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Sleep at the High School of American Studies

Ava Karaganis, Grade 10, Staff Writer

 

Sleep is fundamental to our ability to process information in our day-to-day lives. It’s important in order to build memory and maintain good physical and mental health.


Teenagers need more sleep than adults because their brains and bodies are developing. The Centers for Disease Control and Prevention (CDC) recommends that teenagers get 8 to 10 hours of sleep per night. Compared to adults and children, teenagers have shifted circadian rhythms, which means they start to fall asleep only around 11 p.m. or later. Not getting enough sleep can cause a variety of health problems, including obesity, diabetes, injuries, poor mental health, and behavior problems.


The CDC reports that 70% of high schoolers nationwide do not get enough sleep. The majority of students at the High School of American Studies (HSAS) are sleep-deprived. On average, students get about 6.5 hours of sleep. The most sleep people reported was 8 hours, and the least 5 hours.


Why do HSAS students not get enough sleep?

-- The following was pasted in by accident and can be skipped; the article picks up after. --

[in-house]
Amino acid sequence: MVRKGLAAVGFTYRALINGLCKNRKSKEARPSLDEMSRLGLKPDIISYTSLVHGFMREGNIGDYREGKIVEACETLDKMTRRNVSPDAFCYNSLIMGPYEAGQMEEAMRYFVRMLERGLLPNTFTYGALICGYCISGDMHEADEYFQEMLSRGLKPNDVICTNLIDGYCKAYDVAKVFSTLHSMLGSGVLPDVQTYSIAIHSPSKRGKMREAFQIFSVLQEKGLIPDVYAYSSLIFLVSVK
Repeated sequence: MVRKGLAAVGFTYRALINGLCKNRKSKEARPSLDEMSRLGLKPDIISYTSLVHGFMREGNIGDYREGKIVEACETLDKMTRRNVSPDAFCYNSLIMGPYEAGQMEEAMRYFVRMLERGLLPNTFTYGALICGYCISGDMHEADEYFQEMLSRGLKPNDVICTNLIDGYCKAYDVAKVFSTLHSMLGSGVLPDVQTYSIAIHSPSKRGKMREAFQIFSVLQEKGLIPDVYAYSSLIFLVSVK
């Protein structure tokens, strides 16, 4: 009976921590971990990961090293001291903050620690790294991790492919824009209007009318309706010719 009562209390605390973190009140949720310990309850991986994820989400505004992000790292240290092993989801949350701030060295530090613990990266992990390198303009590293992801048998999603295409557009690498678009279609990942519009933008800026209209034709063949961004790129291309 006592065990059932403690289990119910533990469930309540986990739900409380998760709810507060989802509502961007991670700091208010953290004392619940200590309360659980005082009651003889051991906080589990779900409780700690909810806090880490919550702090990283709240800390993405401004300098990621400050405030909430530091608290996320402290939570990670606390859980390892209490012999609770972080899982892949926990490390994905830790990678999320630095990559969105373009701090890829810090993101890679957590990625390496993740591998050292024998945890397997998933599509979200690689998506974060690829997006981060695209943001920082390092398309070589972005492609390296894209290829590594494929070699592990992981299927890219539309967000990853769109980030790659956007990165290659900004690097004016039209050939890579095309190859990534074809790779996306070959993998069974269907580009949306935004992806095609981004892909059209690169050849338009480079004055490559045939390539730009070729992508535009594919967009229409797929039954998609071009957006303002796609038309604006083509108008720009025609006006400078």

Let’s account for a typical student schedule. Many students have long commutes and get up around 6 a.m. to start the school day at 8. With extracurricular activities, homework, and dinner, students will likely have to work on homework until 10 p.m. or later. If the student is in bed at 10:30, they might not fall asleep until 11 p.m. or later because of delayed circadian rhythms. This leaves students with, at best, 7 hours of sleep. Though schedules vary based on the day and person, most students struggle with their sleep due to a similar lack of time.


So, how can HSAS students improve their sleep?

Students can limit their exposure to electronics a couple of hours before going to sleep. The blue light from screens tricks the brain into thinking it is daytime, interfering with circadian rhythms. Another key factor is to maintain a consistent schedule. Irregular sleep, such as getting 5 hours of sleep one night and catching up on the weekends, disrupts the circadian rhythm, making it harder to fall asleep. Taking short, 15 to 20 minute, naps early in the afternoon, on the other hand, can be very helpful. However, if the naps are too long or too late in the evening, they can do more harm than good. Exercising regularly can also make it easier to fall asleep and improve the quality of sleep.

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